Superordinate goals

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In psychology, superordinate goals refer to goals that require the cooperation of two or more people or groups to achieve, which usually results in rewards to the groups. Muzafer Sherif (1954) performed a study at a camp involving two groups of boys, the Eagles and the Rattlers, that were in opposition to one another in a zero-sum situation. The opposing groups had strong negative feelings towards each other, resulting in hostile actions such as 'garbage wars'.

Simple noncompetitive interactions between groups was not enough to alter the hostile opposition of one another.[1] Sherif was able to successfully bring these two groups together by using superordinate goals, such as solving the problems of a breakdown of the water supply and the breakdown of a food delivery truck. The cumulative effect of these incidents was friendship formation across group boundaries. On the last day, both groups elected to ride home together on the same bus.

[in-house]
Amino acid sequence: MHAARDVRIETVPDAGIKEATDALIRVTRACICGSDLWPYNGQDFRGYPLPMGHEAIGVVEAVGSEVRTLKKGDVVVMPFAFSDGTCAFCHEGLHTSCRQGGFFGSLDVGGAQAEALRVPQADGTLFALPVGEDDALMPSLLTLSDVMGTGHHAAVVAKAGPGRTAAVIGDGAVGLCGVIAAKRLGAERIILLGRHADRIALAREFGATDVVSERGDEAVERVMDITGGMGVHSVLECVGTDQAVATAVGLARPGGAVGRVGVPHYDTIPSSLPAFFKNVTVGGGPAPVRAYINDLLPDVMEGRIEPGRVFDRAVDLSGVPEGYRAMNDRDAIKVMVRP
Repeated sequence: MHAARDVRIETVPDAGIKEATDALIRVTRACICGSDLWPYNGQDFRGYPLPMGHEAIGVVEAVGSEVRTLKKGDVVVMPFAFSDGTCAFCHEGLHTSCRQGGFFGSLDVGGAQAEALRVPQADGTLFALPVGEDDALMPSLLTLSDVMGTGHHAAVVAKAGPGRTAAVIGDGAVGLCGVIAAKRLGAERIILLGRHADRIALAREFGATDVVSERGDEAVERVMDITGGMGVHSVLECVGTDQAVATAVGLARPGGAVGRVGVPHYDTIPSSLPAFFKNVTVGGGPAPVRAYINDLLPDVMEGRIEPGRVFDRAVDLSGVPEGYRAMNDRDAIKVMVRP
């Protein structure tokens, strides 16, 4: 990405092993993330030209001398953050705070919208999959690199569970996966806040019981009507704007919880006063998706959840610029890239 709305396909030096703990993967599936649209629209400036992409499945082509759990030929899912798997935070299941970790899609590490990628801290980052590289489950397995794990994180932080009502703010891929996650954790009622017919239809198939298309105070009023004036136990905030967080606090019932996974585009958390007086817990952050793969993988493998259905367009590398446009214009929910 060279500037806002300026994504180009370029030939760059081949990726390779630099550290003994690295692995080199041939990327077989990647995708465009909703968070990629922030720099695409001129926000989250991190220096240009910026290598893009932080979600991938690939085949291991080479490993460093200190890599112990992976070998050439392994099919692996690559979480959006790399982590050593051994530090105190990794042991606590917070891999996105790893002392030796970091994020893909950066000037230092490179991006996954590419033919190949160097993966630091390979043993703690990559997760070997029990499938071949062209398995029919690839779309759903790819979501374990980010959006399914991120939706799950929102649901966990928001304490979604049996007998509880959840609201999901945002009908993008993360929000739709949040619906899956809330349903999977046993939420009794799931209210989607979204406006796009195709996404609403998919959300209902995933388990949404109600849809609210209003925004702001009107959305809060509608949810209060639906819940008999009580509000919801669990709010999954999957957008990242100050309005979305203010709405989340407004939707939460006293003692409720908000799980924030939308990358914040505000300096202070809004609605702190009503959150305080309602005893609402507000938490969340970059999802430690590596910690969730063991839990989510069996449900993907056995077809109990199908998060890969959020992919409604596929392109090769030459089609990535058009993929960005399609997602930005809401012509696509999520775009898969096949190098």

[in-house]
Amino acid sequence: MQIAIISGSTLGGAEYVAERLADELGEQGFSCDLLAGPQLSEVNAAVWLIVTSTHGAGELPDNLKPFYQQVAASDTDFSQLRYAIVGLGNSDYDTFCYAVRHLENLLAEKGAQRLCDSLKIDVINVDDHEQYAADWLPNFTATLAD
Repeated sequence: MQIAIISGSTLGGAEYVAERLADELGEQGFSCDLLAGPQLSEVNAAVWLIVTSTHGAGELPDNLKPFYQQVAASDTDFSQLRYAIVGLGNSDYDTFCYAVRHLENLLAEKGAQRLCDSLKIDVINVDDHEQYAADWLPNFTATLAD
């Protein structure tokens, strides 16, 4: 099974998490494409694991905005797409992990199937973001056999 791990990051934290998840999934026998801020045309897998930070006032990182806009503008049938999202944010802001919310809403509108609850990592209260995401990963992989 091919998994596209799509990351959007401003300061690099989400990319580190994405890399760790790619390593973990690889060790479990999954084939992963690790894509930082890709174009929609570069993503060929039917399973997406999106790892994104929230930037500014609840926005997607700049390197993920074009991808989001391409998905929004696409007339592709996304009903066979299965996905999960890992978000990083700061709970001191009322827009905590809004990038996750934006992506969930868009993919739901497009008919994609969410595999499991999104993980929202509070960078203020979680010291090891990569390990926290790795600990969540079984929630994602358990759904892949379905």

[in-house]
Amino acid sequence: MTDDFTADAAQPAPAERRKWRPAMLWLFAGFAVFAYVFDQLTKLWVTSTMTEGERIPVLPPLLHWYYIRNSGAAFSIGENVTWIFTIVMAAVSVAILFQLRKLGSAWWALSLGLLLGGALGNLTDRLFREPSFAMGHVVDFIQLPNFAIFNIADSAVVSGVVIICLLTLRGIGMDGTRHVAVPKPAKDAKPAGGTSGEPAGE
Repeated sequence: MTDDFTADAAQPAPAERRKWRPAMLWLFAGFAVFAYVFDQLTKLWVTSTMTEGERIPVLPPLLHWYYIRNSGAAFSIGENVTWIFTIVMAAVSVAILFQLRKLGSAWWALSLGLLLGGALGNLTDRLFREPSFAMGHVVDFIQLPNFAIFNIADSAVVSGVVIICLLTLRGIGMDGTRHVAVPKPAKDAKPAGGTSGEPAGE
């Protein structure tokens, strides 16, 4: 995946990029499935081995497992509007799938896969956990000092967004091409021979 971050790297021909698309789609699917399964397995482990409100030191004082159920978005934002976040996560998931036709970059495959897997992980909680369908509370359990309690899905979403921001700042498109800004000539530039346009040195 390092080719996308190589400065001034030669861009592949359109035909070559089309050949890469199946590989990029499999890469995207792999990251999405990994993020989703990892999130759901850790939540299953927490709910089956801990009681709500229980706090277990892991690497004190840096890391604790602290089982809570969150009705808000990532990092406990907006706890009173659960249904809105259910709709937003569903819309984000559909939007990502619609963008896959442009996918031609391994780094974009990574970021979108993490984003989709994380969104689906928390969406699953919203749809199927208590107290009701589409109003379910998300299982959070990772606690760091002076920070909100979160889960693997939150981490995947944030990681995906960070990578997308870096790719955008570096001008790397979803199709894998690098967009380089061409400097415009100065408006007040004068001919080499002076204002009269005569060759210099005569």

1. ^ Gaertner, Samuel L.; Dovidio, John F. (2000). "Reducing Intergroup Conflict: From Superordinate Goals to Decategorization, Recategorization, and Mutual Differentiation". Group Dynamics: Theory, Research, and Practice. 4 (1): 98–114.
  • Sherif, M., Harvey, O.J., White, B.J., Hood, W.R., & Sherif, C.W. (1961) Intergroup Conflict and Co-operation: The Robbers Cave Experiment. Norman, OK: University of Oklahoma Book Exchange.